Many Minnesota dentists can't afford to treat low-income patients under current state insurance, said Peter Cannon, president-elect of the Minnesota Dental Association.
A recent study by the American Dental Association found the average Medicaid payment for pediatric dental care in the U.S. is about $49 for every $100 cost.

Cannon said the reimbursement is $27 in Minnesota.

IOWA - 73,000 Iowans may have been affected by the recent data breach at health insurer Anthem Inc.

Iowa Insurance Commissioner Nick Gerhart said Thursday that 172,727 policyholders in Iowa may have had their personal information compromised. The cyberattack into a database of more than 80 million people was discovered earlier this month. The health insurance provider says hackers gained access to names, birthdates, email addresses, Social Security numbers and other information of people who are currently covered or previously had coverage.

Gerhart says Anthem will contact each person affected by the breach and inform them of available identity theft services and other protections. He says the Iowa Insurance Division continues to work with Anthem to monitor the situation.

IOWA — A man from Arkansas has been sentenced in Sioux County District Court to a ten-year prison term for delivery of methamphetamine.

Sioux County Attorney Thomas Kunstle says that 30-year-old James Kent Skoglund of Saint Joe, Arkansas, has been sentenced in Sioux County District Court for the crime of Delivery of Methamphetamine.

Kunstle’s office says that on November 8, 2014, an undercover officer made arrangements, through a confidential informant, to purchase an “8 ball” of methamphetamine from Skoglund for $325. Through the informant, they say Skoglund sold methamphetamine to the undercover officer in an apartment in Rock Valley. After the transaction, uniformed officers searched the apartment where the transaction took place finding methamphetamine, a scale, a pipe, and a butane lighter, all located near Skoglund.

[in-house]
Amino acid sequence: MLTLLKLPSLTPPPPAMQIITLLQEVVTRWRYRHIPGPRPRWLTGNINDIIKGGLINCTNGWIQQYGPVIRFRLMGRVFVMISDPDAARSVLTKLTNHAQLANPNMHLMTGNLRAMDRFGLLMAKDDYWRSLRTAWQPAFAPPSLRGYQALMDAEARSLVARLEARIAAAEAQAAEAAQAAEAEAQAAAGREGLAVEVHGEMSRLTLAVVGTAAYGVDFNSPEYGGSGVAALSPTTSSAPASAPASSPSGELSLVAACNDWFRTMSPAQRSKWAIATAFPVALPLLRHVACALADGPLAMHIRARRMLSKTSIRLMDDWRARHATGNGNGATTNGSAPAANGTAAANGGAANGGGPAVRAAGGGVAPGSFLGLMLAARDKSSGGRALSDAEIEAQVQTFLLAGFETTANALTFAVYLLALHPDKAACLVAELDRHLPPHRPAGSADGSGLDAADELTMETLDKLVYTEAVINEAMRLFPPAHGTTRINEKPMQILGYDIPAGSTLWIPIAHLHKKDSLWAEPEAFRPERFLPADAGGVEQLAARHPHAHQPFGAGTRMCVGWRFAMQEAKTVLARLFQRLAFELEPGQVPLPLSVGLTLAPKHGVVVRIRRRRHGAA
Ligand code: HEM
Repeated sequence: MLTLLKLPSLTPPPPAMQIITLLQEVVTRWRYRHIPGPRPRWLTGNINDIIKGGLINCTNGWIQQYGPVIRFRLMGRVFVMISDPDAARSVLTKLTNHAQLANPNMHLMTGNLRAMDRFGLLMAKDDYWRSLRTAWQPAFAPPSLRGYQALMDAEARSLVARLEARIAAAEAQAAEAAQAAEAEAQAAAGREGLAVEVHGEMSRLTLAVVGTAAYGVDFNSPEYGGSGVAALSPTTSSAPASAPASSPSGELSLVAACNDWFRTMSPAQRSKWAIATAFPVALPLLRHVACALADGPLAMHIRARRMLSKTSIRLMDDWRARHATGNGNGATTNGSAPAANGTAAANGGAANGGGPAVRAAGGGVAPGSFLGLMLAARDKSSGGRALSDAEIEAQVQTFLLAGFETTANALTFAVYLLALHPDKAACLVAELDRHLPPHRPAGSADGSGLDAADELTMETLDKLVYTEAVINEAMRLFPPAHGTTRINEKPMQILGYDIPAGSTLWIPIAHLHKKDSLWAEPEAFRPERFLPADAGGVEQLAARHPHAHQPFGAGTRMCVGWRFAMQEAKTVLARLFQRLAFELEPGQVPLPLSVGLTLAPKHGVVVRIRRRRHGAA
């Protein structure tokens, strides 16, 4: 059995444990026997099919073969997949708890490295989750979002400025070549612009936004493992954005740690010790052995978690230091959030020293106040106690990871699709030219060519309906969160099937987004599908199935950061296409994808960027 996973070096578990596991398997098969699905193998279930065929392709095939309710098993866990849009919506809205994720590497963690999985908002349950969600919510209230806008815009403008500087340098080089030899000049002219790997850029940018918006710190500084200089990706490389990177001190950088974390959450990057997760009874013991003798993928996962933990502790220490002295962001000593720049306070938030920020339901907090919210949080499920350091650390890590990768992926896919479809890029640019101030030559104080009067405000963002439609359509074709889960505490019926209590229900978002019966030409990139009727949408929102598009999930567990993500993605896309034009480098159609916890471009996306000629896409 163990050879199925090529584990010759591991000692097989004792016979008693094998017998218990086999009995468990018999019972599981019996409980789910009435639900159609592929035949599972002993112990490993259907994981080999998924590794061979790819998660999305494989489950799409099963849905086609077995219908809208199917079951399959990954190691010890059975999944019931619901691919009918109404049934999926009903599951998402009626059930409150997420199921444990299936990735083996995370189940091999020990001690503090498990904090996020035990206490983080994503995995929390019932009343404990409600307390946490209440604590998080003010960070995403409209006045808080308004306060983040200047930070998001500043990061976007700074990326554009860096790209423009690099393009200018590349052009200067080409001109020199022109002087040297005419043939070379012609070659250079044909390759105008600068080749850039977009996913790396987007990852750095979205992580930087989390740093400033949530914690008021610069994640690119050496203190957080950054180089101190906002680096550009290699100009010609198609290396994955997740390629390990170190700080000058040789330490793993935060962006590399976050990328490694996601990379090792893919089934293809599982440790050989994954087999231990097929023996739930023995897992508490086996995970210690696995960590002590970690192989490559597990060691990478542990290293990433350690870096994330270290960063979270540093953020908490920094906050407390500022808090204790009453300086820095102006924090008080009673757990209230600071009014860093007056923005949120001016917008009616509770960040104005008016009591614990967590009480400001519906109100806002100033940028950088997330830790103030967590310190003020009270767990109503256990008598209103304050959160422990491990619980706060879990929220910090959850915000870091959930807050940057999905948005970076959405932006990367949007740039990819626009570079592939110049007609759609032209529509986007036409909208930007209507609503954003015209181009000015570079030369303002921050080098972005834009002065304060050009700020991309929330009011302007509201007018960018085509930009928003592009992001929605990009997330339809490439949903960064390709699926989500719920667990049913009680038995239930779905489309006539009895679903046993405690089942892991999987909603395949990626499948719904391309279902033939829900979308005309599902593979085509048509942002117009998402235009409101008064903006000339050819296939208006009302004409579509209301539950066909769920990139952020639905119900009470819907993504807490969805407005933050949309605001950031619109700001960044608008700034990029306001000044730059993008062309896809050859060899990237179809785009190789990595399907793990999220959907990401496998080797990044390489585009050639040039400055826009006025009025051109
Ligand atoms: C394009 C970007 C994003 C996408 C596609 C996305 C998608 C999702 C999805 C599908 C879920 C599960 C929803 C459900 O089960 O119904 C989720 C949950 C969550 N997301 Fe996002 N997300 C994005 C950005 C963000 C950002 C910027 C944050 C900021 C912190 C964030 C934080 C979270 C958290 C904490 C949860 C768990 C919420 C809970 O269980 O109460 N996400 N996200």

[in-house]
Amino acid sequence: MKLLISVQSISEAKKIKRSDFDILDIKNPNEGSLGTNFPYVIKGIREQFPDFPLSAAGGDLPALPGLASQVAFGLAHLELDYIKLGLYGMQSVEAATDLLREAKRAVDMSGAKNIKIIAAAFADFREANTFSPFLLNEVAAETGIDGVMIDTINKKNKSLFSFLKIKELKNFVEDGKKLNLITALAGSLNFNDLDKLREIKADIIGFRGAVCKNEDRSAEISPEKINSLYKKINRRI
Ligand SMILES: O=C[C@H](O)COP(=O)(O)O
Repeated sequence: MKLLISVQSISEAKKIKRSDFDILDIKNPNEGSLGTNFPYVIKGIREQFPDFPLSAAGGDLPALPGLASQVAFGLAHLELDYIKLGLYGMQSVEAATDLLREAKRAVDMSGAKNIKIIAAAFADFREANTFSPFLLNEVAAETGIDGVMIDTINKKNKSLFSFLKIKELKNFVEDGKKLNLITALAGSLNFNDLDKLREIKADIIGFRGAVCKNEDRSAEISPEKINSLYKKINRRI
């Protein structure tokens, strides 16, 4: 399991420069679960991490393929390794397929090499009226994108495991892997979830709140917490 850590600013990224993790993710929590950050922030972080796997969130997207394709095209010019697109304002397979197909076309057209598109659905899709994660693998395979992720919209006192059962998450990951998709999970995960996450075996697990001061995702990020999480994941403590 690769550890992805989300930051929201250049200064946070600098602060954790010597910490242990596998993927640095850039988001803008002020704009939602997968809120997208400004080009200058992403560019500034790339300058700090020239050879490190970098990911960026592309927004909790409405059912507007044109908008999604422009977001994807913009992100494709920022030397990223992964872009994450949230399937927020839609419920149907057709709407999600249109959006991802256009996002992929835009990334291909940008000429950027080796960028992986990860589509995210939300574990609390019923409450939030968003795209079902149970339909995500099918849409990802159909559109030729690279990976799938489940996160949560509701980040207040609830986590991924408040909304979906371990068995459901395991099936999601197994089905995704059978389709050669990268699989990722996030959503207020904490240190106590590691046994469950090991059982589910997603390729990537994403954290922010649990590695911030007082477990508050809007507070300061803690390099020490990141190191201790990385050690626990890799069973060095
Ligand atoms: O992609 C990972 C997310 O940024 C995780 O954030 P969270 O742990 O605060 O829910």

He was sentenced to an indeterminate ten-year prison term, in addition to charges, surcharges, fees, costs, and other penalties.

Fifth candidate named for city admin position

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WORTHINGTON – A fifth candidate for the Worthington City Administrator job has been identified as Greg Boe, the Senior Community Development Specialist in Scott County.

Boe, who has been in that position for more than 14 years, has an MPA and a certificate of public management from the Minnesota State University in Mankato, along with a Bachelor of Science in Toxicology, Science and Chemistry. He had oversight of a $1 million household hazardous waste building for Scott County, cut program operational expenses by 33 percent while expanding levels of service to county residents and formulated and instituted plans to fund free collection of waste electronics, appliances and tires to reduce illegal dumping and increase recycling.

Boe joins Daniel Ortiz-Hernandez as a potential candidate for the administrator position that Worthington residents are not already familiar with. Ortiz-Hernandez is the City Administrator in Kimball, Nebraska, speaks fluent Spanish, and oversees a community with an annual budget of just under $25 million. That community has entities that include includes water and wastewater, a power plant and electric distribution, an event center, a police department, a library, an airport and a golf course. The population is just over 2,400, and the city employs 46 people regularly.